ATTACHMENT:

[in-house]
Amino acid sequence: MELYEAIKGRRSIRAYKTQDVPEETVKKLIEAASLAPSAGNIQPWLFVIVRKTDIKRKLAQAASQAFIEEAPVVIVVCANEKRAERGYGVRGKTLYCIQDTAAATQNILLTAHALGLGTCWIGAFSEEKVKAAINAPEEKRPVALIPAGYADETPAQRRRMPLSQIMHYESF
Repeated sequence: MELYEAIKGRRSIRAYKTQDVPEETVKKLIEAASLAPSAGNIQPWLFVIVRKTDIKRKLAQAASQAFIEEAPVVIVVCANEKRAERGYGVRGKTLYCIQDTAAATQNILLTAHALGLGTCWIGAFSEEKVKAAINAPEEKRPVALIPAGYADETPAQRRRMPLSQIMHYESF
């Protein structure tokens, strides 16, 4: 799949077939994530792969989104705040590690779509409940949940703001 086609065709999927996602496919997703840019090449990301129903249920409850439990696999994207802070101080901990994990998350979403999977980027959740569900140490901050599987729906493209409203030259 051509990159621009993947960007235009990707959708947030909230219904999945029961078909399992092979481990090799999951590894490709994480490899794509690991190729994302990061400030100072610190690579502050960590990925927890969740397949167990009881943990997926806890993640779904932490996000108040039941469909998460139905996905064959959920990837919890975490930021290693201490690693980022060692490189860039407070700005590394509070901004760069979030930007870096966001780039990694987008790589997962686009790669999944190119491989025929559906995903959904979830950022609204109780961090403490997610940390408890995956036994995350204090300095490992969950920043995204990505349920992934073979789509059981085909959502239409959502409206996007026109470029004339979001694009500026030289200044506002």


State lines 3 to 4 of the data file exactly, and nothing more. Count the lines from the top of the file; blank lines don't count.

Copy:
Repeated sequence: MELYEAIKGRRSIRAYKTQDVPEETVKKLIEAASLAPSAGNIQPWLFVIVRKTDIKRKLAQAASQAFIEEAPVVIVVCANEKRAERGYGVRGKTLYCIQDTAAATQNILLTAHALGLGTCWIGAFSEEKVKAAINAPEEKRPVALIPAGYADETPAQRRRMPLSQIMHYESF
């Protein structure tokens, strides 16, 4: 799949077939994530792969989104705040590690779509409940949940703001 086609065709999927996602496919997703840019090449990301129903249920409850439990696999994207802070101080901990994990998350979403999977980027959740569900140490901050599987729906493209409203030259 051509990159621009993947960007235009990707959708947030909230219904999945029961078909399992092979481990090799999951590894490709994480490899794509690991190729994302990061400030100072610190690579502050960590990925927890969740397949167990009881943990997926806890993640779904932490996000108040039941469909998460139905996905064959959920990837919890975490930021290693201490690693980022060692490189860039407070700005590394509070901004760069979030930007870096966001780039990694987008790589997962686009790669999944190119491989025929559906995903959904979830950022609204109780961090403490997610940390408890995956036994995350204090300095490992969950920043995204990505349920992934073979789509059981085909959502239409959502409206996007026109470029004339979001694009500026030289200044506002």